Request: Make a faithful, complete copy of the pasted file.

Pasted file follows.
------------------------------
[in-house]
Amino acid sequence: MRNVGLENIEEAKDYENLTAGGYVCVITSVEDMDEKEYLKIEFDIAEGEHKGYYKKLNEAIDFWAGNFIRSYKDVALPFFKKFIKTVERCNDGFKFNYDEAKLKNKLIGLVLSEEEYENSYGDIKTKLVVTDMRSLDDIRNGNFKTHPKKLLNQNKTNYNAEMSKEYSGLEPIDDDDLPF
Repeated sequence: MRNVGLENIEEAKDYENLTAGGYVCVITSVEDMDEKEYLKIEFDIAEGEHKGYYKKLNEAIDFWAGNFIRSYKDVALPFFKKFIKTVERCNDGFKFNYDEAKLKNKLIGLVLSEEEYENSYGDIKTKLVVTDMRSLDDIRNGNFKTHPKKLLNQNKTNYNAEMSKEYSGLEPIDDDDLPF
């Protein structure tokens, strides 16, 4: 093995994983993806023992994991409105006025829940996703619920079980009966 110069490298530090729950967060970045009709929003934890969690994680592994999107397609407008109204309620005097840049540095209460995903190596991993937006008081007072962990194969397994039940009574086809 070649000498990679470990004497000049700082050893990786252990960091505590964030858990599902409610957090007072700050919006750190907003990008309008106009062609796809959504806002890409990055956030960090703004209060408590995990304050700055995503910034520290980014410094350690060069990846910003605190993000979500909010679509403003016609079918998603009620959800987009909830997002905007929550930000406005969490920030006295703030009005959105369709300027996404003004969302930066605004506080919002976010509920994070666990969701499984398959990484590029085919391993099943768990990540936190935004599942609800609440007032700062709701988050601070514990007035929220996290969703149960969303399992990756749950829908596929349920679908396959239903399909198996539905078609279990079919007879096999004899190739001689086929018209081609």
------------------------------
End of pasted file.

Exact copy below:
[in-house]
Amino acid sequence: MRNVGLENIEEAKDYENLTAGGYVCVITSVEDMDEKEYLKIEFDIAEGEHKGYYKKLNEAIDFWAGNFIRSYKDVALPFFKKFIKTVERCNDGFKFNYDEAKLKNKLIGLVLSEEEYENSYGDIKTKLVVTDMRSLDDIRNGNFKTHPKKLLNQNKTNYNAEMSKEYSGLEPIDDDDLPF
Repeated sequence: MRNVGLENIEEAKDYENLTAGGYVCVITSVEDMDEKEYLKIEFDIAEGEHKGYYKKLNEAIDFWAGNFIRSYKDVALPFFKKFIKTVERCNDGFKFNYDEAKLKNKLIGLVLSEEEYENSYGDIKTKLVVTDMRSLDDIRNGNFKTHPKKLLNQNKTNYNAEMSKEYSGLEPIDDDDLPF
């Protein structure tokens, strides 16, 4: 093995994983993806023992994991409105006025829940996703619920079980009966 110069490298530090729950967060970045009709929003934890969690994680592994999107397609407008109204309620005097840049540095209460995903190596991993937006008081007072962990194969397994039940009574086809 070649000498990679470990004497000049700082050893990786252990960091505590964030858990599902409610957090007072700050919006750190907003990008309008106009062609796809959504806002890409990055956030960090703004209060408590995990304050700055995503910034520290980014410094350690060069990846910003605190993000979500909010679509403003016609079918998603009620959800987009909830997002905007929550930000406005969490920030006295703030009005959105369709300027996404003004969302930066605004506080919002976010509920994070666990969701499984398959990484590029085919391993099943768990990540936190935004599942609800609440007032700062709701988050601070514990007035929220996290969703149960969303399992990756749950829908596929349920679908396959239903399909198996539905078609279990079919007879096999004899190739001689086929018209081609």